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» Film-Tech Forum   » Operations   » Film Handlers' Forum   » Microphone and audio mixing equipment

Author Topic: Microphone and audio mixing equipment
Daniel Fredrickson
Film Handler

Posts: 1
From: Meridian, Idaho USA
Registered: Sep 2017

 - posted 10-30-2017 01:40 PM      Profile for Daniel Fredrickson   Email Daniel Fredrickson   Send New Private Message       Edit/Delete Post 
Hello everyone,

Long-time lurker, first time poster (this forum has fixed many a problem over the years).

I was curious if anyone has come up with good solutions for mixing XLR mic and HDMI inputs? I've been having an increasing number of groups renting theaters lately that want to play videos and presentations while stopping periodically to talk in-between. We're currently running Datasat AP20's and to achieve this, I'm using both the mic-in and HDMI-in ports. I have a macro tied to each, and switch back and forth between the two inputs. The way I'm doing it, someone has to be in the booth to switch back and forth while also trying to figure out when it's the right time to do so. I've had some embarassing events and some really frustrated group leaders.

I've heard rumor that you can set an AP20 to mix the 2 inputs but I haven't been able to figure it out. I've also looked at a few products. There are several cheap karaoke devices that probably would work, but have poor reviews and more likely, poor quality.

Does anyone have any thoughts, tips, or suggestions? Thanks in advance!

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Carsten Kurz
Film God

Posts: 3774
From: Cologne, NRW, Germany
Registered: Aug 2009

 - posted 10-30-2017 04:39 PM      Profile for Carsten Kurz   Email Carsten Kurz   Send New Private Message       Edit/Delete Post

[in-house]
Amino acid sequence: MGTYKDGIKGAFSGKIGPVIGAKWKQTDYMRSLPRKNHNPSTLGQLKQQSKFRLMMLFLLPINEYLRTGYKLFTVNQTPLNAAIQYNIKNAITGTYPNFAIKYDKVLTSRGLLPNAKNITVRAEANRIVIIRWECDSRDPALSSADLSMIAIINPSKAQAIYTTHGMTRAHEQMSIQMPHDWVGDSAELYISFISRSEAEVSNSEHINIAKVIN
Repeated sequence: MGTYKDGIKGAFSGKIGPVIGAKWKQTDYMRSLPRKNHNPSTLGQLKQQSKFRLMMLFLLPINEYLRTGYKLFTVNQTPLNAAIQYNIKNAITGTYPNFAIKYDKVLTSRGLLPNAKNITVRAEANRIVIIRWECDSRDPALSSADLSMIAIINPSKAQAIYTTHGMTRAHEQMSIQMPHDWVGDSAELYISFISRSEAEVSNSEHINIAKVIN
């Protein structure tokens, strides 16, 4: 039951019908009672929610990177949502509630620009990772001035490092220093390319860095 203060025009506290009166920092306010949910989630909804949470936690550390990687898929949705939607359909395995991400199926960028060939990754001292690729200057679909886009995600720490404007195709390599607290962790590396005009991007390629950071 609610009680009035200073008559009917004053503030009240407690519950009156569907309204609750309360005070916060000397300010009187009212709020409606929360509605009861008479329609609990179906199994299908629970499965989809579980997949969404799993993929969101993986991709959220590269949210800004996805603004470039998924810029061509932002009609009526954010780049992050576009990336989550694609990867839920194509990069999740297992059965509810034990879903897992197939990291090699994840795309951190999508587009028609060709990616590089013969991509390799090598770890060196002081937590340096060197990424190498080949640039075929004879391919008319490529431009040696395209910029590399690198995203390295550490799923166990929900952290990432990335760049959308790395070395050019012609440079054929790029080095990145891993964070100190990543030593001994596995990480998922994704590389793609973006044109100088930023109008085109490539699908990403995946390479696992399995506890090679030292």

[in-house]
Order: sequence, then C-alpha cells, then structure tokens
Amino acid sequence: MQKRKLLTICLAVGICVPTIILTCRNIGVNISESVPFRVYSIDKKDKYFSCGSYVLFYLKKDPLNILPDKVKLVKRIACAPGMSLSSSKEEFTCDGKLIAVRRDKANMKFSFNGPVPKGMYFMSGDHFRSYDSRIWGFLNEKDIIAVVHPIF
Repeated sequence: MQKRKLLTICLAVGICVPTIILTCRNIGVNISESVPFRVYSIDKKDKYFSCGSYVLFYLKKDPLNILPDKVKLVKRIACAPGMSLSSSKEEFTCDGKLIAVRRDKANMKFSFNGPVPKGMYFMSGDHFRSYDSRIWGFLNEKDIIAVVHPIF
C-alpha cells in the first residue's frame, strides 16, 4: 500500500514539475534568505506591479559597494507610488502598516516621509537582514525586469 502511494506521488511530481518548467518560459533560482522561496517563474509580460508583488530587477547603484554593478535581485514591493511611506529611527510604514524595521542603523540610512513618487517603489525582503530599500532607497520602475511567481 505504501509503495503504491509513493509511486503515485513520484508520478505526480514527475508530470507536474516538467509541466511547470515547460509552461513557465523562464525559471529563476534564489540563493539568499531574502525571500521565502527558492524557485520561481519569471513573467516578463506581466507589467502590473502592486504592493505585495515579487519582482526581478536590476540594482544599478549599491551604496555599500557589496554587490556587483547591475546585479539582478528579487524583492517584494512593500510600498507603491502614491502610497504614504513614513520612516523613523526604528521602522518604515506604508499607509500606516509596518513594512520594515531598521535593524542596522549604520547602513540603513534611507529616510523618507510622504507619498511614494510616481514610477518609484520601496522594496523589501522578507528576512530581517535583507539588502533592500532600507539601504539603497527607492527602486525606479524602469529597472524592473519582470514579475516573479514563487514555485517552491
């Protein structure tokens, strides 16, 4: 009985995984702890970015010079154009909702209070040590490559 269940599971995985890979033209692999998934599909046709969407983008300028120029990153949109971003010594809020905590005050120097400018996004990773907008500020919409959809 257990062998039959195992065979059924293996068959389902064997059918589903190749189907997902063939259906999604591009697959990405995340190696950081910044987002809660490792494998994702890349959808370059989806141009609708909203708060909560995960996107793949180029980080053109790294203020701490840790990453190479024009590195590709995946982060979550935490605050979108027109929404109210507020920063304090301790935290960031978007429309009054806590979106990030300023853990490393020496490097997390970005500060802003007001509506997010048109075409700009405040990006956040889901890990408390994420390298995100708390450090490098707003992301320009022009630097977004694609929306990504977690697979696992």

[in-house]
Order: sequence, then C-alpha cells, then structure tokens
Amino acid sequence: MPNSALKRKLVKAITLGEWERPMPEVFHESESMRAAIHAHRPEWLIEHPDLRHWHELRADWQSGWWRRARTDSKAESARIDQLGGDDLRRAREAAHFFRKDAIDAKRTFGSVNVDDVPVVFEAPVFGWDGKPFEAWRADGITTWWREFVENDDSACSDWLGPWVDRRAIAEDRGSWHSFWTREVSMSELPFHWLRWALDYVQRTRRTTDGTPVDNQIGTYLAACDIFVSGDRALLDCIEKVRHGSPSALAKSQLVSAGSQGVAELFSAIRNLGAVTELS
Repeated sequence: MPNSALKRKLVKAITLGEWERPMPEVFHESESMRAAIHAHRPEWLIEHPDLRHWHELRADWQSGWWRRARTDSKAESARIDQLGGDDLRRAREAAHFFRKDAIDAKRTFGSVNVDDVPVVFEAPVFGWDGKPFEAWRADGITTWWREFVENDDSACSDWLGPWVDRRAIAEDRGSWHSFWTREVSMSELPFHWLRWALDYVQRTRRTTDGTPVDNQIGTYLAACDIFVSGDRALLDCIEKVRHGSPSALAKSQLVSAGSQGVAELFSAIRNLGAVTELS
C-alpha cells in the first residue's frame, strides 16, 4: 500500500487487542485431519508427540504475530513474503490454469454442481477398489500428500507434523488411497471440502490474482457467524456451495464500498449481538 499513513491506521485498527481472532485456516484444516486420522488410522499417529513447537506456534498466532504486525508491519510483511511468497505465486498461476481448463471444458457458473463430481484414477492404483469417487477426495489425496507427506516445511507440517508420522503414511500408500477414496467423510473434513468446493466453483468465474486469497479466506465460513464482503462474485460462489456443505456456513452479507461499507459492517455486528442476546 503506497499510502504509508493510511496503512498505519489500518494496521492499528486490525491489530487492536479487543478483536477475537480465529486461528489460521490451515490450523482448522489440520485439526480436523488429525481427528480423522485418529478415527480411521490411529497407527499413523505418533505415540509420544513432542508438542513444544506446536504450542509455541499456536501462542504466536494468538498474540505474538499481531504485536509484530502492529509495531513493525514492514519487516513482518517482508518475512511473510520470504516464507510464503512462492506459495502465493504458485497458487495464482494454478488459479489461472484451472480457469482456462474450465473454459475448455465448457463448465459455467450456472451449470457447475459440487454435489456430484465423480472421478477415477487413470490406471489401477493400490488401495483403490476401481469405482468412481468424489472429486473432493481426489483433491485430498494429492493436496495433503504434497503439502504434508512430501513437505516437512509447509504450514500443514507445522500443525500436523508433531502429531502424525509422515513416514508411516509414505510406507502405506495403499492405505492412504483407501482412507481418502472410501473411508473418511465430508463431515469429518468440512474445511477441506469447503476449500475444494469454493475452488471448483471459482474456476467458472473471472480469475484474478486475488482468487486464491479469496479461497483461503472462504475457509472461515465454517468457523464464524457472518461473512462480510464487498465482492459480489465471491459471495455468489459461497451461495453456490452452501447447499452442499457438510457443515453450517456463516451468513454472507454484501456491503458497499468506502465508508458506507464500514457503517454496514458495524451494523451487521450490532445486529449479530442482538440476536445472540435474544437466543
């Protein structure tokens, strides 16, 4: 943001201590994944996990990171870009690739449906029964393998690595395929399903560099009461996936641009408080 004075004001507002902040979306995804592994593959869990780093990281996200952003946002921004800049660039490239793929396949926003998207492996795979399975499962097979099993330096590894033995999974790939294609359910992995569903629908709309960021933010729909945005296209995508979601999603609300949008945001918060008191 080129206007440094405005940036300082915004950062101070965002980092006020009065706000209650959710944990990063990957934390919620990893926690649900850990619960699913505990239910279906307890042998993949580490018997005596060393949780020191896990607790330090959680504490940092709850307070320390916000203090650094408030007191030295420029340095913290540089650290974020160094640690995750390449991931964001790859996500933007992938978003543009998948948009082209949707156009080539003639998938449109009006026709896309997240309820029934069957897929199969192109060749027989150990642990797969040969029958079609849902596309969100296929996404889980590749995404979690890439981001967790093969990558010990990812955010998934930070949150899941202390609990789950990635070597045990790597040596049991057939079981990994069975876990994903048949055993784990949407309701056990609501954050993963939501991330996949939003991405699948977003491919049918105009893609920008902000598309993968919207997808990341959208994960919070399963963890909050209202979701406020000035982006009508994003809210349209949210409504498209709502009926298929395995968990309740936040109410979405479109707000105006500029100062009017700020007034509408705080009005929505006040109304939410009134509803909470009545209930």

The AP20 can only do simultaneus Mic with the two (analog) NonSync sources.

The USL HSW-602 is targeted at this application (mixing HDMI and mic audio), but I don't know wether QSC continues making it.

If Harold is reading this - is there an official document dealing with the USL products that have been discontinued since the QSC takeover?

We use an analog signal merger between the AP20 center out and the center amp. This also solves the issue of the AP20 having a noticeable delay for the mic input. The good thing is, with the merger it works with any source, it is independent of the AP20. Get's complex when you have active crossovers.

I know that some cinemas thus use a small wheely active speaker with a wireless mic. It can be rolled into every auditorium, the lobby, etc, and is more flexible. Some of the better ones come with a strong battery powered option and integrated wireless receivers. At a price though.

- Carsten

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Scott Norwood
Film God

Posts: 7991
From: Boston, MA. USA (1774.21 miles northeast of Dallas)
Registered: Jun 99

 - posted 10-30-2017 05:33 PM      Profile for Scott Norwood   Author's Homepage   Email Scott Norwood   Send New Private Message       Edit/Delete Post 
quote: Carsten Kurz
This also solves the issue of the AP20 having a noticeable delay for the mic input.
So, I am not the only one who has noticed this, then. Lots of people hate this when introducing films.

To the OP: there are some good suggestions here. A second system for speech is always a good idea (it keeps people from blowing the center channel when they do something dumb with a microphone). One idea that has become fairly common here is to passively mix the microphone input with the surround channels from the processor. It gives a different effect than using the center channel for the mic, but it has the benefit of minimizing feedback and makes it easy for people in the back row to hear the presenter. If you do this, be sure to get a microphone with a switch on it and get the presenter to turn it off during the screening in order to avoid hearing dialogue in the surround channel.

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Frank Angel
Film God

Posts: 5198
From: Brooklyn NY USA
Registered: Dec 1999

 - posted 11-07-2017 04:04 AM      Profile for Frank Angel   Author's Homepage   Email Frank Angel   Send New Private Message       Edit/Delete Post 
(it keeps people from blowing the center channel when they do something dumb with a microphone)

You mean the always popular:
"THUMP....THUMP....THUMP...Is this thing working? ....THUMP....THUMP....THUMP."

And if they don't hear something with their first whack on the top of the mic, they DROP IT ON THE FLOOR? You mean THOSE kinds of dumb things? Yah, they all have happened more than once.